Tokyo spends record amount to weaken yen
FT Aug 8, 2003
Japan intervened massively to weaken the yen in the three months to June, spending a record $38.4bn in an operation that has helped keep the yen-dollar rate stable.

Eurozone too pessimistic Financial Times Subscription Required
Paul de Grauwe (FT) Aug 8, 2003
As with America's 1990s boom, policymakers are misdiagnosing the causes of Europe's slowdown.

Global: The Half-Empty Glass
Stephen Roach (MSDW) Aug 8, 2003
America’s long-awaited economic recovery is taken as a given these days. At least, that’s what the stock and bond markets are telling us (again). And depending on where you look, validation can even be found in the ever-fickle data flow. While I have conceded that there may be a vigorous quarter or two in the second half of 2003, I remain skeptical of the staying power of any such upturn. To me, the glass still looks half empty, at best.

Some Trade Barriers Won't Fall
Rick Lazio (NYT) Aug 9, 2003
Subsidizing U.S. farmers hurts us in the end.

Protectionism Didn't Help Copper
Jacob D. Steelman, Jr. (Mises Daily) Aug 9, 2003
While protectionism may temporarily prop up inefficient industries and businesses, ultimately market forces will prevail, hurting even the favored industry. What follows is a case in point.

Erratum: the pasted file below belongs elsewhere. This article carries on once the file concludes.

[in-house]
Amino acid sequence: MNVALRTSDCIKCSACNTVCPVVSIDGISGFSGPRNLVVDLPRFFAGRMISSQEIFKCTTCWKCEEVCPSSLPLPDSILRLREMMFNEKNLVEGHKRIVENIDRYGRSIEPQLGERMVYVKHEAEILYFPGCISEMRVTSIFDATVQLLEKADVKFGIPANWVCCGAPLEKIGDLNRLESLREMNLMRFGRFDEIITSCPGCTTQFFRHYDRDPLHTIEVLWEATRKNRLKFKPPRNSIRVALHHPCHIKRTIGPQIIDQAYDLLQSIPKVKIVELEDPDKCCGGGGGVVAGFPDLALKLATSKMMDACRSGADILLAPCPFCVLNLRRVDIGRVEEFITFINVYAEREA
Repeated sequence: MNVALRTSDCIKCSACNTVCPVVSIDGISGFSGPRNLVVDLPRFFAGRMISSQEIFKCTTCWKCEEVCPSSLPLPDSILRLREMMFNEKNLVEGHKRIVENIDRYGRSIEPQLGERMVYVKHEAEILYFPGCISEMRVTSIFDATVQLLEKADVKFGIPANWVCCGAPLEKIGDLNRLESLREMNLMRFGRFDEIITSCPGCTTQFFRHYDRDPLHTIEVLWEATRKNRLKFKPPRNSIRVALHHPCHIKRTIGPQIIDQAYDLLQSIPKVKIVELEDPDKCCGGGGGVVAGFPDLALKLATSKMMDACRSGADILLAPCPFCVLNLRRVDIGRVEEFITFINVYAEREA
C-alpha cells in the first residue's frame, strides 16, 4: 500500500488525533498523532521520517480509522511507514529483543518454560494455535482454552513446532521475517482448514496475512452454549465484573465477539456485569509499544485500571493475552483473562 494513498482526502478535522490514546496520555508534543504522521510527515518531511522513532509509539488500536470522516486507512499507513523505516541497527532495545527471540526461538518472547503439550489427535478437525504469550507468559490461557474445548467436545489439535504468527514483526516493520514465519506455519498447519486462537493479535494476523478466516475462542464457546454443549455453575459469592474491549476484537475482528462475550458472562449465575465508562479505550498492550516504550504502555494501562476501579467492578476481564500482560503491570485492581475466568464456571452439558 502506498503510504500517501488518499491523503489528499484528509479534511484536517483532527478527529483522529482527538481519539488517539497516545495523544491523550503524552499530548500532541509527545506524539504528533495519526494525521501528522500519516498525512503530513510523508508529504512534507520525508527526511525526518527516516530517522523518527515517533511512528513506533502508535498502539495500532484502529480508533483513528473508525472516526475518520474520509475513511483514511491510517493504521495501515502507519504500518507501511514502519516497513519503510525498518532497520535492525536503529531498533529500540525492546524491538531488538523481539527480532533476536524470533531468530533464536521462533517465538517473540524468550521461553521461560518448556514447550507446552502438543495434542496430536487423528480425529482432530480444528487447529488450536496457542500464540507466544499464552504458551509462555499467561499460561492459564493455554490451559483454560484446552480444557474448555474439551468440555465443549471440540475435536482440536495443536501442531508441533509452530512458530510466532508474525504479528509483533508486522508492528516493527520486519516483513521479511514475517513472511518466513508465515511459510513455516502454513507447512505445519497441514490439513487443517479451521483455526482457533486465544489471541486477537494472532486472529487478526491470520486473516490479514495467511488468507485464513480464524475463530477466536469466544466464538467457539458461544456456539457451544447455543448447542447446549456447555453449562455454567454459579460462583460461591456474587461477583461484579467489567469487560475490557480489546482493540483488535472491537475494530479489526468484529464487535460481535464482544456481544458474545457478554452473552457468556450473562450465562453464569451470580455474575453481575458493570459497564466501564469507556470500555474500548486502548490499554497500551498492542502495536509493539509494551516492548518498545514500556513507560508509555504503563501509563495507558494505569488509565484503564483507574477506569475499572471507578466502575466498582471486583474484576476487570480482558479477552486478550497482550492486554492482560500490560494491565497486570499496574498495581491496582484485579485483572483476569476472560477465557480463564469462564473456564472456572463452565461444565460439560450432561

Basel II 'could damage banks' capital market liquidity'
FT Aug 11, 2003
Proposed international rules on bank capital requirements could seriously undermine liquidity in the capital markets by making some business lines less attractive, investment banks warned.

The jobs of war Financial Times Subscription Required
FT Aug 11, 2003
Dozens of tasks once in the hands of soldiers are now carried out by contractors. An FT investigation examines the issues raised by this growing global trade.

Growth alone is not the answer to poverty Financial Times Subscription Required
Jan Vandemoortele (FT) Aug 13, 2003
As long as development strategists remain silent on equity-enhancing policies, poverty is likely to remain pervasive - and is almost certain to deepen.

Steel of the Century
WSJ Aug 13, 2003
President Bush can undo his worst economic mistake.

China's cheap currency Recommended!
Economist Aug 13, 2003
The Chinese currency is under attack—not from speculators but from finance ministers who think it is unreasonably cheap.